Most experts in tax administration also say that enforcing sales taxes gets hard quickly once the rates hit double digits. Thats one reason that many countries with broad-based consumption taxes levy value-added taxes, which are collected in smaller amounts at each step along the production and distribution chain, instead of sales taxes, which are collected in one big lump at the end. The fact that no country relies on sales taxes to the extent the FairTaxers advocate does not, however, faze them. Americans for Fair Taxations website discusses the issue thus: Two of the largest economies in the world rely almost solely on sales taxes: Florida and Texas. Many civilizations in history have relied solely on transaction-based consumption taxes: a percentage of a grain shipment in exchange for a safe harbor. Sales taxes in Florida and Texas are under 10 percent. Might imposing a 30 percent tax rate on the sales of a non-grain-based economy pose different issues? AFT doesnt say.
Even some of the real advantages of the FairTax are overstated. Households would not have to prepare returns, and would thus enjoy more privacy. On the other hand, the federal government would still have to know peoples wages in order to determine how much they have earned in Social Security benefits. (Which leads to another problem, albeit a surmountable one. Those benefits are now linked to payroll taxes paid, which would of course end with the FairTax. As a result, people would have an incentive, for the first time, to make the federal government think they earned more than they actually did: They would accrue higher Social Security benefits while paying no extra taxes. Waitresses would start over-reporting their tips. The FairTax proposal has to take steps to combat this misreporting.)
And we havent even gotten to the politics of it. How likely is it that Congress and the president any Congress, any president will agree to create a new tax system that punishes the middle class and senior citizens? One that taxes people when they buy a home in which to live, but not when they buy a house as an investment? (This example comes from The FairTax Fantasy, a fairly comprehensive attack on the idea by Hank Adler and Hugh Hewitt.) That requires state and local governments to pay taxes to the federal government whenever they buy something and thus, in all likelihood, to raise their own taxes? Lets even stipulate that these are good ideas, and that the protests of the homebuilders and the charities at the loss of their popular deductions should be ignored. What are the odds that they will be?
AFT also advocates the repeal of the Sixteenth Amendment, which permits a federal income tax. Doing so would require the approval of 38 states legislatures. Good luck with that.
In their book FairTax, talk-show host Neal Boortz, Congressman Linder, and Linder aide Rob Woodall dismiss the notion that their campaign is quixotic by arguing that the American Revolution seemed that way too. Abandoning the FairTax as politically impractical, they say, would betray the American spirit. They add: How sad it would be if the FairTax came so very close to reality, then failed legislatively because just a few people people who could really have helped, people who could have made such a positive difference just shrugged their shoulders and said, Hey, its a good idea, but I dont see it happening.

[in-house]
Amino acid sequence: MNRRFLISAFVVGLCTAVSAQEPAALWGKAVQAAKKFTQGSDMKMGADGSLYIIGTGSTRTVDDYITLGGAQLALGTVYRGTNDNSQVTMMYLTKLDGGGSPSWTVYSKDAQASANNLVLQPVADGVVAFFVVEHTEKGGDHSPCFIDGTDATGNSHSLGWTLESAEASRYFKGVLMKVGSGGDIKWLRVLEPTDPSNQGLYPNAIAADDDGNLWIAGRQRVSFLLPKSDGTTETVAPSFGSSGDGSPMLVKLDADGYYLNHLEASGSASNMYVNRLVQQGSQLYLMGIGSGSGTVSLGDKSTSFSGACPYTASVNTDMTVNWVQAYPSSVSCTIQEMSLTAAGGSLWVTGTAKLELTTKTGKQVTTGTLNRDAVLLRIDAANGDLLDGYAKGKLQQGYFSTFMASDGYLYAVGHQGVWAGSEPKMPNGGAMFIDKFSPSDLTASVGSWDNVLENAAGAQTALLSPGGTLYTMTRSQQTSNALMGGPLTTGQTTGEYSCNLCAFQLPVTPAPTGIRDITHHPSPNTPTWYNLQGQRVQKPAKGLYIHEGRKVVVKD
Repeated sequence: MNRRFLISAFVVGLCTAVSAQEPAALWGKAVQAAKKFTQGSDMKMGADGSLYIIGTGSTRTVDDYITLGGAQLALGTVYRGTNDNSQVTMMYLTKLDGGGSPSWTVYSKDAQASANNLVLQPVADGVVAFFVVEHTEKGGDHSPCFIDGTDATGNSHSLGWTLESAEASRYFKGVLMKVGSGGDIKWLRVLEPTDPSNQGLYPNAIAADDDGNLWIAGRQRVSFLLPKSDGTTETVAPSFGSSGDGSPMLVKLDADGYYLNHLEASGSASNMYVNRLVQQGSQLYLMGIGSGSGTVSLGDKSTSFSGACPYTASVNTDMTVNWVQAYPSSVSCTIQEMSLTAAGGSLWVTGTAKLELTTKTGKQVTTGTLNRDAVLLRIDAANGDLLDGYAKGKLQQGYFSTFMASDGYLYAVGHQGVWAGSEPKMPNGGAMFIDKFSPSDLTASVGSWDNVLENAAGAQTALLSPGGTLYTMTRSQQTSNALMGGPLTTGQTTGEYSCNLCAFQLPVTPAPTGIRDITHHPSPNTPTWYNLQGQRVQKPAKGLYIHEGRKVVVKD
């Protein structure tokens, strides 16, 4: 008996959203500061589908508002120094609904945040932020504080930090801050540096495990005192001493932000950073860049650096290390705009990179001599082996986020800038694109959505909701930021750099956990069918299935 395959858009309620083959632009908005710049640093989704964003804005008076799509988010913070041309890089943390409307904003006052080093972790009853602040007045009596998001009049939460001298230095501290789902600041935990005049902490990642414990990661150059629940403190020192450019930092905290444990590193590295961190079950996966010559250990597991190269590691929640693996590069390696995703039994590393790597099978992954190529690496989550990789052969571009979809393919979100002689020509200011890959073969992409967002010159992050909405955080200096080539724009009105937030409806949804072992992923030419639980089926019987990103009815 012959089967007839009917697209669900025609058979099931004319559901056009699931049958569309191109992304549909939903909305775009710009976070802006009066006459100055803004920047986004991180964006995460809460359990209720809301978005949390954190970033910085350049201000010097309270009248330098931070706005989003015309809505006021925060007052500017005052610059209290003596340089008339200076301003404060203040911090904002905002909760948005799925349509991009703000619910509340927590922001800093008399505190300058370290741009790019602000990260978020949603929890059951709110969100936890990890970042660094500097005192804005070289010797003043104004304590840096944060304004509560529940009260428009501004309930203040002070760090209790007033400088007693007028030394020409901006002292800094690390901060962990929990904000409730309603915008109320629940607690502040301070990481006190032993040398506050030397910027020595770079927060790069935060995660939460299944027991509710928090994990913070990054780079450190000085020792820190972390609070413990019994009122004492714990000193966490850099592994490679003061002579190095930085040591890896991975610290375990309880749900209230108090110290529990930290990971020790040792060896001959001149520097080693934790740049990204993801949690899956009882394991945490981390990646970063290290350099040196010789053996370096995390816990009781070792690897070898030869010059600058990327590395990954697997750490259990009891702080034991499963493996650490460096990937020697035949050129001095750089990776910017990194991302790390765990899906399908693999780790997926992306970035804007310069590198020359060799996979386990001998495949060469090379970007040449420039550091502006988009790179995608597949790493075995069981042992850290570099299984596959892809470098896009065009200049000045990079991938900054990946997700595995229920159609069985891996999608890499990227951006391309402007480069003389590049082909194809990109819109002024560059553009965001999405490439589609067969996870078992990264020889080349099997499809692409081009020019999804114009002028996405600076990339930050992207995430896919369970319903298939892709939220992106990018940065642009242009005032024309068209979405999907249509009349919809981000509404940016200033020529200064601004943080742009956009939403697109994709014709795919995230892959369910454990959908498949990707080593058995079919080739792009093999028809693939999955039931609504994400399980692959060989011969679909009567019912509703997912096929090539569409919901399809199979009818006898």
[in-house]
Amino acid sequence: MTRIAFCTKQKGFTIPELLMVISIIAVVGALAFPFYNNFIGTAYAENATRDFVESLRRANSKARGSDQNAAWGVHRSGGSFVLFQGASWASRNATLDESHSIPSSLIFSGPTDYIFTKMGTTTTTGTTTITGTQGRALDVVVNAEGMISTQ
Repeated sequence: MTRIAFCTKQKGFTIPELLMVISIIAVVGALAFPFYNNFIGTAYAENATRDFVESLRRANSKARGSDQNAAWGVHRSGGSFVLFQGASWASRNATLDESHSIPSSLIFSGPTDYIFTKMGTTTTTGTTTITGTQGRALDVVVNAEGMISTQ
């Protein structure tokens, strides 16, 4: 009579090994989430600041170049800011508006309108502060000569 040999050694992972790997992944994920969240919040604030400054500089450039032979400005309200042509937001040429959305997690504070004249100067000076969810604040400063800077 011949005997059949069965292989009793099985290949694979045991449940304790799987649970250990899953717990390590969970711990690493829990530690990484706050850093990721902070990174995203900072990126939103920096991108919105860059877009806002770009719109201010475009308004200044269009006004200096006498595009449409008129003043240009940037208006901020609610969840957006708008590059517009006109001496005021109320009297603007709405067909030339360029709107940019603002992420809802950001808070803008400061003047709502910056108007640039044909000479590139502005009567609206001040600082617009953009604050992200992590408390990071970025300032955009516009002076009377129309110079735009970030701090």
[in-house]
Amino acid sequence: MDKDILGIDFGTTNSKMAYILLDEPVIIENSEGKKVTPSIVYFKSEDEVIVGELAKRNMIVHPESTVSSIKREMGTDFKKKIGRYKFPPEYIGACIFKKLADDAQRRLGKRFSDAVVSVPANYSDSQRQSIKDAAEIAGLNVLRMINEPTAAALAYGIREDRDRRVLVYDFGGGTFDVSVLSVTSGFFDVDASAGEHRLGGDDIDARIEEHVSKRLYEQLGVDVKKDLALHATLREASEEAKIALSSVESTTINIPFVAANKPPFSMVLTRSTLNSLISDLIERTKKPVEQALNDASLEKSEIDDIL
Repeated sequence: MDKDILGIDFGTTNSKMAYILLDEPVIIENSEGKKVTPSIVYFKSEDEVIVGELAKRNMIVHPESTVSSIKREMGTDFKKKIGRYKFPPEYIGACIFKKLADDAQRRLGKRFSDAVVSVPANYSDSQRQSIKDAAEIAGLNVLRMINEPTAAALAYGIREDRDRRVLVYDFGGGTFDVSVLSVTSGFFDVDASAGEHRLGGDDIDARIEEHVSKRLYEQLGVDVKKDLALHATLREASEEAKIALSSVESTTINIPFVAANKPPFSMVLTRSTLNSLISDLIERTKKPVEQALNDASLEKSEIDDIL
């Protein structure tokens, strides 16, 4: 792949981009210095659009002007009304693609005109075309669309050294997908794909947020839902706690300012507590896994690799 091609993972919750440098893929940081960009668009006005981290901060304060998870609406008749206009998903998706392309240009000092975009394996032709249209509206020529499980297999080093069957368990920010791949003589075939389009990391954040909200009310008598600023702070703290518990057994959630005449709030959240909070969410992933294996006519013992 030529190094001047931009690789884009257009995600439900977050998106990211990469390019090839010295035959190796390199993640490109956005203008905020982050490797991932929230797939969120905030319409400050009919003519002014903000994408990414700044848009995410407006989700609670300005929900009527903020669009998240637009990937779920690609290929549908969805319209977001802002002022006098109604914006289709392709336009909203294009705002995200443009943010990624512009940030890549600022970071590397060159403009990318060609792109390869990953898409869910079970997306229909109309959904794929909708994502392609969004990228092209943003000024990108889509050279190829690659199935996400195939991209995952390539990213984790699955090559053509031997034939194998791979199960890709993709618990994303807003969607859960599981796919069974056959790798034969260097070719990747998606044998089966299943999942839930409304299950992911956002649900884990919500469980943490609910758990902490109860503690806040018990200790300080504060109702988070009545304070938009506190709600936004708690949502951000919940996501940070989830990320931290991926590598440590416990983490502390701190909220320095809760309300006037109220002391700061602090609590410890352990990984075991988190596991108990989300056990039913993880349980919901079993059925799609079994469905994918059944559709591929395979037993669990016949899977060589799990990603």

They need not worry about that scenario. The FairTax is not going to come close to reality. It is true that some things once considered unlikely have come to pass, but working to enact the FairTax is still a waste of time. The American spirit has historically included a fair amount of calculating of odds. And the vast majority of times that people have said, That will never happen, they were right.
But even if, per impossibile, the FairTax were enacted, its vulnerability to public sentiment would not end. One of the FairTaxers arguments against reform of the income tax is that no reform will stick. The income tax, they say, started as a simple flat tax, and look where we are now. Leaving aside the fact that it has proven quite possible to improve the income tax for long periods of time most people dont want to see a restoration of the pre-Reagan code the same objection applies to the FairTax. Over time, wouldnt it become just as riddled with exemptions and loopholes as the income tax is? Or as existing state sales taxes are? Or more so: How hard is it to imagine Congress adopting different tax rates for recyclable and non-recyclable products? And wouldnt the FairTax be at least as easy for politicians to raise as the income tax?
AFT says no. The FairTax is highly visible. And because there is only one tax rate, it will be very hard for Congress to adopt the typical divide-and-conquer, hide-and-disguise strategy employed today to ratchet up the burden gradually, by manipulating the income tax code. But how visible would the FairTax really be? Each receipt would show how much the tax had raised the cost of a purchase, but most people would have no sense of how much they had given the federal government over the course of a year. Ask yourself whether you are better at estimating how much income and payroll tax you paid last year, or how much sales tax you paid.